This week we are pleased to have a guest post from performance coach Zach Bettis.
Imagine finishing your run and realizing you’ve set a new personal record, yet you don’t feel exhausted. Your body feels good; you feel like you could run longer and keep the quicker, newfound pace as you go. That’s what training for strength and power can accomplish for runners. However, weight training isn’t always seen as a complement to running: it’s often viewed as more of a nemesis. In reality, it should be a best friend relationship, the peanut butter to the jelly.
Some of the most frequent misconceptions about weight training and running that I’ve heard are as follows:
“Weight training doesn't mesh with my running.”
“Weight training will slow down my running times.”
“I don’t have time to weight train.”
“I need plyometrics/I should be doing plyometrics since they transfer to running.”
With a closer look, we can see that none of these statements is true. Despite the participation increase in strength training as of late, runners still try to stay away from training for strength and power. Instead, most runners I have come across tend to train between the 10-12 repetition range. Typically, the range of 10-20 reps is used to establish some type of muscular endurance and since running is an endurance sport, it’s easy to see the misconception of carryover.1
Many runners jump to the point that the concept of “specificity” isn’t met when it comes to strength/power training due to heavier load and less volume. This counteracts the runner mindset of lighter load and increased volume. Runners stick with the belief that since they run for long periods of time, it only makes sense to train in a similar fashion. The more you do and the longer you go, the better your muscles can handle the workload during an event, right? The kicker is that intermediate or elite runners won’t see significant results while weight training in the endurance repetition range. The “I should weight train for endurance because I’m an endurance athlete” thought process doesn't stick or prove beneficial.
Why does it mean that runners should lift for strength and power? Research has proven that strength and power-based training, paired with plyometrics WHEN YOU ARE READY FOR THEM*, is particularly effective, especially since multiple sides of the power curve are being enhanced. The power curve, aka force-velocity curve, shows that as contraction velocity increases, contraction force decreases, and vice-versa.2The increased production of force is the star here because it allows a more forceful muscle contraction in shorter time periods.
The increased force production will lead to an increased stride length, which means that the muscular effort needed to cover a distance will be less! With less muscular effort, each step is better sustained over the run, and your running economy improves, resulting in better performance throughout the run. In other words, the stronger a muscle is, the more innervated the muscle fibers are and the LESS your body works to use that muscle and cover distance.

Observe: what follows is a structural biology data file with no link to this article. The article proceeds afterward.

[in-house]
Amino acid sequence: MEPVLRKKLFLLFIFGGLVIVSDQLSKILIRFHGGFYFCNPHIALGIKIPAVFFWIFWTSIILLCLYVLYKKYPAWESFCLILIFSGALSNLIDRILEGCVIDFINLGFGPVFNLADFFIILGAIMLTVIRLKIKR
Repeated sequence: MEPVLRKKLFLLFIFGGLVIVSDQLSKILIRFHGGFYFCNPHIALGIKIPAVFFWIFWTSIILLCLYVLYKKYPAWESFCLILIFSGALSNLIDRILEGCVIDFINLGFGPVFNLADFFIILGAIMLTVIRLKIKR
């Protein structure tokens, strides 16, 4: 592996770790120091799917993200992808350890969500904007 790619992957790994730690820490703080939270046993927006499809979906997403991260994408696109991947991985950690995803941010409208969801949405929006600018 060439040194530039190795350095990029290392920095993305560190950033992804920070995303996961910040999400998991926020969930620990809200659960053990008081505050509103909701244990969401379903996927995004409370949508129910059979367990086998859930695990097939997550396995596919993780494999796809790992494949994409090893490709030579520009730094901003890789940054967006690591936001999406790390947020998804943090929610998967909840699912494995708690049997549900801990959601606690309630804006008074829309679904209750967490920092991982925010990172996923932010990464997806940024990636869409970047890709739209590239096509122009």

I can bog you down with facts about weight training and how it will benefit your runs, but the following points are some of the biggest payoffs:
-Weight training increases running economy – fewer steps to cover distance3
-Weight training increases running power – less work to cover distance4
-Weight training increases aerobic capacity – remember the heart is a muscle5
-Weight training increases muscular strength, which in turn develops the core to assist in keeping the ribs stacked over the pelvis and engaged for anti-rotation during runs – no more cross-body arm swings = better efficiency6, 7
Knowing this information can change the running game across the board and gives you a leg up. If you aren’t there yet, embrace the weight. You’ll be in front when everyone else figures out the secret behind just how much weights boost your performance.
Zach is a performance coach in Atlanta. He has his Masters is Sports Conditioning and Performance, is a Certified Strength and Conditioning Specialist (NSCA), and has worked with youth to professional athletes, as well as tactical military. Zach is also a teammate, partner, and consultant to other coaches in the community and enjoys connecting with people in all areas, both business and professional.
*Plyometrics performed without an adequate strength base have been shown to lead to an increased injury rate, as the body lacks the ability to absorb force properly and efficiently.8
1. Baechle, T., & Earle, R. (2008). Essentials of strength training and conditioning(3rded.). Champaign, IL: Human Kinetics.
3. Balsalobre-Fernandez, C., Santos-Concejero, J., & Grivas, G. (2016). Effects of strength training on running economy in highly trained runners: A systematic review with meta-analysis of controlled trials. Journal of Strength & Conditioning Research, 30(8), 2361-2368.
4. Guglielmo, L., Greco, C., & Denadai, B. (2009). Effects of strength training on running economy. International Journal of Sports Medicine, 30(1), 27-32.
5. Ozaki, H., Loenneke, J., Thiebaud, R., & Abe, T. (2013). Resistance training induced increase in VO2 max in young and older subjects. European Review of Aging & Physical Activity, 10(2), 107-116.
6. Sato, K., & Mokha, M. (2009). Does core strength training influence running kinetics, extreme stability, and 5000-m performance in runners? Journal of Strength & Conditioning Research, 23(1), 133-140.
7. Nicolle, H., Behm, D., & Young, W. (2007). Trunk muscle activation during dynamic weight-training exercises and isometric instability activities. Journal of Strength & Conditioning Research, 21(4), 1108-1112.
8. Turner, A.N. & Jeffreys, I. (2010). The stretch-shortening cycle: proposed mechanisms and methods for enhancement. Journal of Strength & Conditioning Research, 17, 60-67.